Guess what? Another article that concludes that women wearing red are more likely to attract a mate. Scientist claims women are reflecting their sexual intentions ‘from the beginning’ by wearing bright red clothing. It’s a shocker!!! Who would have thought it!
It must be true because I read it in the Daily Mail.
It’s not often I get to write about two of my favourite things at the same time. So I couldn’t resist remarking on a story today in the Daily Mirror about a colour code that Manchester United manager Louis van Gaal uses to describe different players in his squad. Apparently:
“A blue player is intellectual and is always looking for structure and security in his job on the pitch.”
“A red player is creative, full of power, will want to work and is always focusing on the future.”
“A green player is very emotional, sensitive for different emotions or a different atmosphere in the squad.”
See the original article for the colours that the newspaper thinks that different players should be be allocated.
A few weeks ago I was taking my son to a birthday party and a journalist from The Independent phoned me to ask my opinion on Vantablack. This is the blackest material ever made. Whereas most black materials reflect about 4% of the light (or more) at all wavelengths, this new nano-material has really really low reflectance. It only reflects about 0.035% of the light. I gave a few comments and an article appeared in The Independent which was nice. I used to really like The Independent, back in the days when I read newspapers. The original article by Ian Johnston was very good imho.
However, a few days later the story was all around the world and I was often cited, all based on that one phone interview with Ian. The thing was that it was not even that big news. That is, yes, it is the blackest material ever made, but the truth is it is an incremental improvement in blackness beating the previous blackest material from a few years ago. My name even appeared in the Daily Mail. Most embarrassingly, I was interviewed on an American radio show. The reason I say it was embarrassing was that this new development actually had nothing to do with me and I didn’t want people thinking I was trying to claim credit. So when I agreed to do the radio show I told the researcher that they needed to be clear that this was nothing to do with me. I didn’t invent it. Imagine my surprise when John Hockenberry (that was his name, I believe) asked me, “So Dr Westland, what have you stumbled upon?”. Arghhhhh!!! Luckily, it was not a live interview because it actually got worse. A lot worse. So bad, that I could barely summon up strength to listen to it when it went out the next day. But actually, the editors did a good job and the final cut is not too bad. You can hear it here.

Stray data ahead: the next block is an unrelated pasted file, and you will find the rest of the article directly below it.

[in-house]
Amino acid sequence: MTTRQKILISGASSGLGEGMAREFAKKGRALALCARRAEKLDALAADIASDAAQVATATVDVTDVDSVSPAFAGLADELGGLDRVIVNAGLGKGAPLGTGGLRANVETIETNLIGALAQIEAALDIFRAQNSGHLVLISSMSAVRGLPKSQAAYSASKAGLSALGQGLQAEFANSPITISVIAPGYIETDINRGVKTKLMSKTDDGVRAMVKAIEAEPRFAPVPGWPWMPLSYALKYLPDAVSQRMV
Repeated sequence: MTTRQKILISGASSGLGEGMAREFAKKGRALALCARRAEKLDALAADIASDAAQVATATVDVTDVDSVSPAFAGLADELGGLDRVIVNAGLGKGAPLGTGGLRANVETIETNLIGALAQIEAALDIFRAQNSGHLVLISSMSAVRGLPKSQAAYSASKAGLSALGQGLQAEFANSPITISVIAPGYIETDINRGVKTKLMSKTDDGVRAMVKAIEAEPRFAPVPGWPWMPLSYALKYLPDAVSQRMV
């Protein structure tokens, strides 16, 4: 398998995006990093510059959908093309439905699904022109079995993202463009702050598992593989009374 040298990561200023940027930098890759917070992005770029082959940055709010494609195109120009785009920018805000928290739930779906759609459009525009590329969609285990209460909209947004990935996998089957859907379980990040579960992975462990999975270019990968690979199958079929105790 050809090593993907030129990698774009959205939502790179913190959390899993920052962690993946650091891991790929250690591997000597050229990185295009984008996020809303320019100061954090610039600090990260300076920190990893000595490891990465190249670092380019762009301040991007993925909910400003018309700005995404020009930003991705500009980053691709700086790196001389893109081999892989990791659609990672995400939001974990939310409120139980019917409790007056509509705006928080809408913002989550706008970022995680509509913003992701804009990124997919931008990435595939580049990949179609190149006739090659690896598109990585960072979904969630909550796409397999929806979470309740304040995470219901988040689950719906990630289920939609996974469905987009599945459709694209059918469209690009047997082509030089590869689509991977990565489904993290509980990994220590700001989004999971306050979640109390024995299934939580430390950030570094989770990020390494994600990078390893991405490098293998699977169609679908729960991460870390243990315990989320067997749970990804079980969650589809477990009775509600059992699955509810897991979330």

It would be nice to talk about my own work. I work in the area of blackness. One of the things I do is to ask people to rank different black samples in order of least black to most black. This allows me to discover, for example, that women prefer reddish blacks and men prefer bluish blacks. Also, asians prefer reddish blacks and caucasians prefer bluish blacks. I am developing a blackness index; a way to measure a sample and say how black it is or whether one sample is blacker than another. Why? Well, one application is for manufacturers of black ink for printers (which may be made from coloured inks). Different recipes produce different blacks. What if one recipe is chromatically neutral but another recipe is less neural (it has a slight hue) but is darker – which one is blacker?
About three years ago I posted about the question of why leaves are green. In this I postulated as to why chlorophyll (the green stuff in leaves) should be green; after all, this means that it only absorbing some of the wavelengths in the visible spectrum. In fact, I argued that it would be better if plants were black, absorbing all of the wavelengths in the visible spectrum. Now, someone on co.design is suggesting just that – that green plants absorb only about 2% of the possible energy and that scientists are thinking of turning them black. Presumably this would save the world because plants would be more efficient at converting harmful greenhouse gasses into oxygen. There’s catch though, apparently. If you make the plants black they get too hot and overheat resulting in cell damage. Actually, I also suggested this might be the case in my original article in 2011. Looks like black plants won’t save the world. They won’t even save themselves.
There’s nothing wrong with black carrots though – see here.
According to Jon Feagain colour affects brand development in five ways:
It helps boost perception
It attracts attention
It can help to emphasise or conceal information
It can help you appeal to the right audience
It can can help the audience digest information better
I think all of these things are true. However, to make the right decisions a good understanding of colour semiotics is critical in my opinion. Achieving that is easier said than done.
Most colours around result from light being absorbed (electronic transitions) and scattered by dyes and/or pigments. However, there was an interesting article in The Guardian today about structural colour. Structural colour is quite common in nature; it occurs when light is scattered because of a regularity in packing or structure; the wavelength of the light that is most strongly scattered is determined by the repeat distance of this packing, which has to be comparable to the wavelength of the light.